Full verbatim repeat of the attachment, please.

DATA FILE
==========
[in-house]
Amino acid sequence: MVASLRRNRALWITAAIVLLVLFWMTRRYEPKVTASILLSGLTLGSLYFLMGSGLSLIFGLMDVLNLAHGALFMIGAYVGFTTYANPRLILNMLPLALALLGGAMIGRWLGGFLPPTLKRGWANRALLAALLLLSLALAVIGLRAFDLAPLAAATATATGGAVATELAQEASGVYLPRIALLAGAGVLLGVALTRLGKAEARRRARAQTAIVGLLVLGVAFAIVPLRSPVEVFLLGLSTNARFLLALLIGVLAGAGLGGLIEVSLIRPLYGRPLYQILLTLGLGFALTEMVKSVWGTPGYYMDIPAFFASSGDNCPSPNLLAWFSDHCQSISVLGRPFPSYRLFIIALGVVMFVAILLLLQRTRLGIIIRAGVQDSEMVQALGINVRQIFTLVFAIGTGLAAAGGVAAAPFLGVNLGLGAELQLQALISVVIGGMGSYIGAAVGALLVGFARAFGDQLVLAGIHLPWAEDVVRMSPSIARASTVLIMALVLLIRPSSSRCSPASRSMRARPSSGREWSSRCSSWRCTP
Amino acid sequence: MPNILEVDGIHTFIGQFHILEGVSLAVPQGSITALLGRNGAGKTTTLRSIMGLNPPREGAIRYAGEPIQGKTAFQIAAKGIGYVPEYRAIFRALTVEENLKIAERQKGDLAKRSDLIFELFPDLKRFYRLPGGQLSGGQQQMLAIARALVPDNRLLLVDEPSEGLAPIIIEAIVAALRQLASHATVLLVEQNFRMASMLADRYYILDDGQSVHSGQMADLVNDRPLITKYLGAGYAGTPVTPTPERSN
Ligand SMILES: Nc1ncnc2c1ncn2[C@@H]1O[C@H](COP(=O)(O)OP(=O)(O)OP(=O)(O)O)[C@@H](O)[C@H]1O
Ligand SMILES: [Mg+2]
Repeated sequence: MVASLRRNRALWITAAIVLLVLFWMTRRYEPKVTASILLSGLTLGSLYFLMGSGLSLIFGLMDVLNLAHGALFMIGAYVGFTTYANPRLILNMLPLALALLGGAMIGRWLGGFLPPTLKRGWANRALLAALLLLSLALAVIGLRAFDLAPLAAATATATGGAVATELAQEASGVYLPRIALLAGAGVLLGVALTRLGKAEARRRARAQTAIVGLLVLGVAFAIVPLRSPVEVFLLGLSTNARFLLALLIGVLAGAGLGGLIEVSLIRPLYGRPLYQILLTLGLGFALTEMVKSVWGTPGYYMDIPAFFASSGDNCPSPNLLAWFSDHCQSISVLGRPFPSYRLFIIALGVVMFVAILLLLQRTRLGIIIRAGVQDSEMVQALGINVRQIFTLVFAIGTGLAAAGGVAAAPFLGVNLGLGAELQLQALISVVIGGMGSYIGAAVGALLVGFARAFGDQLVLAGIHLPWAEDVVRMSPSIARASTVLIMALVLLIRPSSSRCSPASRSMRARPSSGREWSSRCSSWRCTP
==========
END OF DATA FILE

[in-house]
Amino acid sequence: MVASLRRNRALWITAAIVLLVLFWMTRRYEPKVTASILLSGLTLGSLYFLMGSGLSLIFGLMDVLNLAHGALFMIGAYVGFTTYANPRLILNMLPLALALLGGAMIGRWLGGFLPPTLKRGWANRALLAALLLLSLALAVIGLRAFDLAPLAAATATATGGAVATELAQEASGVYLPRIALLAGAGVLLGVALTRLGKAEARRRARAQTAIVGLLVLGVAFAIVPLRSPVEVFLLGLSTNARFLLALLIGVLAGAGLGGLIEVSLIRPLYGRPLYQILLTLGLGFALTEMVKSVWGTPGYYMDIPAFFASSGDNCPSPNLLAWFSDHCQSISVLGRPFPSYRLFIIALGVVMFVAILLLLQRTRLGIIIRAGVQDSEMVQALGINVRQIFTLVFAIGTGLAAAGGVAAAPFLGVNLGLGAELQLQALISVVIGGMGSYIGAAVGALLVGFARAFGDQLVLAGIHLPWAEDVVRMSPSIARASTVLIMALVLLIRPSSSRCSPASRSMRARPSSGREWSSRCSSWRCTP
Amino acid sequence: MPNILEVDGIHTFIGQFHILEGVSLAVPQGSITALLGRNGAGKTTTLRSIMGLNPPREGAIRYAGEPIQGKTAFQIAAKGIGYVPEYRAIFRALTVEENLKIAERQKGDLAKRSDLIFELFPDLKRFYRLPGGQLSGGQQQMLAIARALVPDNRLLLVDEPSEGLAPIIIEAIVAALRQLASHATVLLVEQNFRMASMLADRYYILDDGQSVHSGQMADLVNDRPLITKYLGAGYAGTPVTPTPERSN
Ligand SMILES: Nc1ncnc2c1ncn2[C@@H]1O[C@H](COP(=O)(O)OP(=O)(O)OP(=O)(O)O)[C@@H](O)[C@H]1O
Ligand SMILES: [Mg+2]
Repeated sequence: MVASLRRNRALWITAAIVLLVLFWMTRRYEPKVTASILLSGLTLGSLYFLMGSGLSLIFGLMDVLNLAHGALFMIGAYVGFTTYANPRLILNMLPLALALLGGAMIGRWLGGFLPPTLKRGWANRALLAALLLLSLALAVIGLRAFDLAPLAAATATATGGAVATELAQEASGVYLPRIALLAGAGVLLGVALTRLGKAEARRRARAQTAIVGLLVLGVAFAIVPLRSPVEVFLLGLSTNARFLLALLIGVLAGAGLGGLIEVSLIRPLYGRPLYQILLTLGLGFALTEMVKSVWGTPGYYMDIPAFFASSGDNCPSPNLLAWFSDHCQSISVLGRPFPSYRLFIIALGVVMFVAILLLLQRTRLGIIIRAGVQDSEMVQALGINVRQIFTLVFAIGTGLAAAGGVAAAPFLGVNLGLGAELQLQALISVVIGGMGSYIGAAVGALLVGFARAFGDQLVLAGIHLPWAEDVVRMSPSIARASTVLIMALVLLIRPSSSRCSPASRSMRARPSSGREWSSRCSSWRCTP